WILMINGTON, NC (WWAY) -- Hurricane season makes a lot of folks around here nervous. The season is over, and thankfully here in North Carolina, it came and went without any storms ravaging our coast.
If we had to sum of the 2010 hurricane season in just a few words, it would be "busy, but quiet." This year's storm tally was nearly off the charts, but nearly every storm turned away just in time to spare the us from a direct hit.
Looking across the Atlantic at all the storms this year, the map is a bit crowded. Nineteen named storms formed during the season, the second most on record in the Atlantic basin. In fact, only the infamous 2005 season had more storms, 28, than we saw off the coast this year.
The season's real story was our ability to dodge the bullet. Watching from the coast, you would have thought that it was a quiet year for hurricanes, even though it was anything but.
On average one in every four hurricanes that forms hits the US coast, but this year, all 12 hurricanes left the US unscathed. That's unheard of for such an active season.
The closest call of the year actually came just off our shores, when Hurricane Earl approached the Carolina coast. At his closest approach, the eye of the storm rode just about 80 miles east of Cape Hatteras, where winds gusted to 83 mph. In our area, we saw little more than some high surf and gusty winds.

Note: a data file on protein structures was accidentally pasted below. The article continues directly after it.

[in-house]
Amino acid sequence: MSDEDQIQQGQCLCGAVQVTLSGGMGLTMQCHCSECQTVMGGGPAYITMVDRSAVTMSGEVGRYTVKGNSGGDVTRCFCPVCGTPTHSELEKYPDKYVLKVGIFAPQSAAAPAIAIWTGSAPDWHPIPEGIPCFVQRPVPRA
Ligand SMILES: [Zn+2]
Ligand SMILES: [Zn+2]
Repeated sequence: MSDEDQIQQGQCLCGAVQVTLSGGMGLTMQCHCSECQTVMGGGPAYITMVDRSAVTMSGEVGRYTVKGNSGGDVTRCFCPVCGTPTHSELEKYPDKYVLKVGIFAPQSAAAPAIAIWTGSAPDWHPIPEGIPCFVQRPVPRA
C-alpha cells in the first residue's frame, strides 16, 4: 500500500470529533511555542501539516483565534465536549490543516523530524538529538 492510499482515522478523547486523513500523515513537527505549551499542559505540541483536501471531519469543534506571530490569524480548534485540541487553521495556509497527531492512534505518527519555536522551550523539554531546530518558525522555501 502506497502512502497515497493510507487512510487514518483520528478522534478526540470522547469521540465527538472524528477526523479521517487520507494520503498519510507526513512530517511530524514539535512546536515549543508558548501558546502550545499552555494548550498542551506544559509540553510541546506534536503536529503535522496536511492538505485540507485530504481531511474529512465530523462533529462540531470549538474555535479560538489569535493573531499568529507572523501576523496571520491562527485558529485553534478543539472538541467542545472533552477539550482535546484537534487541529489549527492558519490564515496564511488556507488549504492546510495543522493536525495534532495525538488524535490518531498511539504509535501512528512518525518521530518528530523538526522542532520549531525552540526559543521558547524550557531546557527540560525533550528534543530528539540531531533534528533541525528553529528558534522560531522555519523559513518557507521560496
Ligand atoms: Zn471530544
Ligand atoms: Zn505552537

But why did each and every storm keep curving away from the US? It's not a coincidence. An area of high pressure in the central Atlantic called the sub-tropical high steers storms around its edge. This year, the high was a bit farther east that we typically see. As storms formed near Africa, they were guided west as usual, but because the high was farther east, the storms curved north earlier sparing the coast
In 2005, where storm after storm battered the US, this same area of high pressure was farther west than usual. Instead of guiding storms away from the coast, it sent them onshore.
So we say goodbye to Hurricane Season 2010; the year that may become known as the gentle giant.
Early season forecasts for this hurricane season were nearly dead on. Back in May, the National Weather Service predicted between 14 to 23 named storms, and eight to 14 hurricanes. The predictions panned out.